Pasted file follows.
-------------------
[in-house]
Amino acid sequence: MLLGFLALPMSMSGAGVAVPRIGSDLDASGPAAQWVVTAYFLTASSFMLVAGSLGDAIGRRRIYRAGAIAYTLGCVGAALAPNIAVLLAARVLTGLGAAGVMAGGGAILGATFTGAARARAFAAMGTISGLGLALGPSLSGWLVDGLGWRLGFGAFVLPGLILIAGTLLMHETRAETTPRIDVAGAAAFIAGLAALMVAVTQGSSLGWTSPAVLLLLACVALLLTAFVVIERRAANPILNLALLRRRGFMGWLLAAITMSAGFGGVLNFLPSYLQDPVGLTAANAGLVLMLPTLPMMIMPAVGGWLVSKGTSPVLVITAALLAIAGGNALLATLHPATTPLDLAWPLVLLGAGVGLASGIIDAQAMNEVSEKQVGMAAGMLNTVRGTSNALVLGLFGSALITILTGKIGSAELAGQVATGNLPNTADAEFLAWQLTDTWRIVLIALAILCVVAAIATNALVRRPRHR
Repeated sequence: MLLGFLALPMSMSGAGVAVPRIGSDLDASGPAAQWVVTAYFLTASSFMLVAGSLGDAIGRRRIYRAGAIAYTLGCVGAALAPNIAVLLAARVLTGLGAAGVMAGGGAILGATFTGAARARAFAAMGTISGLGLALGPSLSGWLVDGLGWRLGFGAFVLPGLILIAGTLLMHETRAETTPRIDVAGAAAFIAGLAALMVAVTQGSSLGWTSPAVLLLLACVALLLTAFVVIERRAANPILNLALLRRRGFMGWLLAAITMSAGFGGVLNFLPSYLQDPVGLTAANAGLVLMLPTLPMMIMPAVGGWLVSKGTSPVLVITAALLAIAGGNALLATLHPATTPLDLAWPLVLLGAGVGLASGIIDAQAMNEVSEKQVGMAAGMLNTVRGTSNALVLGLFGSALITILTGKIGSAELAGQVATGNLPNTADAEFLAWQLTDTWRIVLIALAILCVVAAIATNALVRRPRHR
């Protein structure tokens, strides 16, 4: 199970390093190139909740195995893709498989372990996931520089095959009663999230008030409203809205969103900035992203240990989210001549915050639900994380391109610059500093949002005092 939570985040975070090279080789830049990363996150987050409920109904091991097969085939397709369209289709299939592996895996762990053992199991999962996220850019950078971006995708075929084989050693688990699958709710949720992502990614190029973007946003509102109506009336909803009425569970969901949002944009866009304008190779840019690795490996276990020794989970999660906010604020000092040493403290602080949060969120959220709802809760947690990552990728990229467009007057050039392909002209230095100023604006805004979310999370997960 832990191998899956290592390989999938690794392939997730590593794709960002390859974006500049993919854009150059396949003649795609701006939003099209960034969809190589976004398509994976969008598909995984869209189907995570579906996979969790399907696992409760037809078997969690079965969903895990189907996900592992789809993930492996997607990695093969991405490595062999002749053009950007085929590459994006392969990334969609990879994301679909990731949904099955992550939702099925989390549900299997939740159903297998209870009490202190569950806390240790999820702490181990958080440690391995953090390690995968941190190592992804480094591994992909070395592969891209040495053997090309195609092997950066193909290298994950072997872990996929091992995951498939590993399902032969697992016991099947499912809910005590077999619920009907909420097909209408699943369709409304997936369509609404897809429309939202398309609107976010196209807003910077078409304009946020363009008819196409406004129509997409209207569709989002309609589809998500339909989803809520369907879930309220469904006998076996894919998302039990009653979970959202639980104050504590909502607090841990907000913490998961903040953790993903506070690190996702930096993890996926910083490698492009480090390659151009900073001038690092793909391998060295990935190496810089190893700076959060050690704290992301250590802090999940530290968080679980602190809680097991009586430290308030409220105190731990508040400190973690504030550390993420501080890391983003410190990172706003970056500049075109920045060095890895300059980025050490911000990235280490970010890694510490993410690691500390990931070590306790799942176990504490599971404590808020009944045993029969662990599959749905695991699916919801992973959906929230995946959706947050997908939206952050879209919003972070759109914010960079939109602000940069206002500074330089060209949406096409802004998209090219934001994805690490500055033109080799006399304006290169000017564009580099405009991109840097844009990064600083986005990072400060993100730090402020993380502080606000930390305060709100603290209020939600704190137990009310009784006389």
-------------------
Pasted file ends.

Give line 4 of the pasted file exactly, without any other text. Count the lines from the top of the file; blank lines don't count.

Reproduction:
């Protein structure tokens, strides 16, 4: 199970390093190139909740195995893709498989372990996931520089095959009663999230008030409203809205969103900035992203240990989210001549915050639900994380391109610059500093949002005092 939570985040975070090279080789830049990363996150987050409920109904091991097969085939397709369209289709299939592996895996762990053992199991999962996220850019950078971006995708075929084989050693688990699958709710949720992502990614190029973007946003509102109506009336909803009425569970969901949002944009866009304008190779840019690795490996276990020794989970999660906010604020000092040493403290602080949060969120959220709802809760947690990552990728990229467009007057050039392909002209230095100023604006805004979310999370997960 832990191998899956290592390989999938690794392939997730590593794709960002390859974006500049993919854009150059396949003649795609701006939003099209960034969809190589976004398509994976969008598909995984869209189907995570579906996979969790399907696992409760037809078997969690079965969903895990189907996900592992789809993930492996997607990695093969991405490595062999002749053009950007085929590459994006392969990334969609990879994301679909990731949904099955992550939702099925989390549900299997939740159903297998209870009490202190569950806390240790999820702490181990958080440690391995953090390690995968941190190592992804480094591994992909070395592969891209040495053997090309195609092997950066193909290298994950072997872990996929091992995951498939590993399902032969697992016991099947499912809910005590077999619920009907909420097909209408699943369709409304997936369509609404897809429309939202398309609107976010196209807003910077078409304009946020363009008819196409406004129509997409209207569709989002309609589809998500339909989803809520369907879930309220469904006998076996894919998302039990009653979970959202639980104050504590909502607090841990907000913490998961903040953790993903506070690190996702930096993890996926910083490698492009480090390659151009900073001038690092793909391998060295990935190496810089190893700076959060050690704290992301250590802090999940530290968080679980602190809680097991009586430290308030409220105190731990508040400190973690504030550390993420501080890391983003410190990172706003970056500049075109920045060095890895300059980025050490911000990235280490970010890694510490993410690691500390990931070590306790799942176990504490599971404590808020009944045993029969662990599959749905695991699916919801992973959906929230995946959706947050997908939206952050879209919003972070759109914010960079939109602000940069206002500074330089060209949406096409802004998209090219934001994805690490500055033109080799006399304006290169000017564009580099405009991109840097844009990064600083986005990072400060993100730090402020993380502080606000930390305060709100603290209020939600704190137990009310009784006389």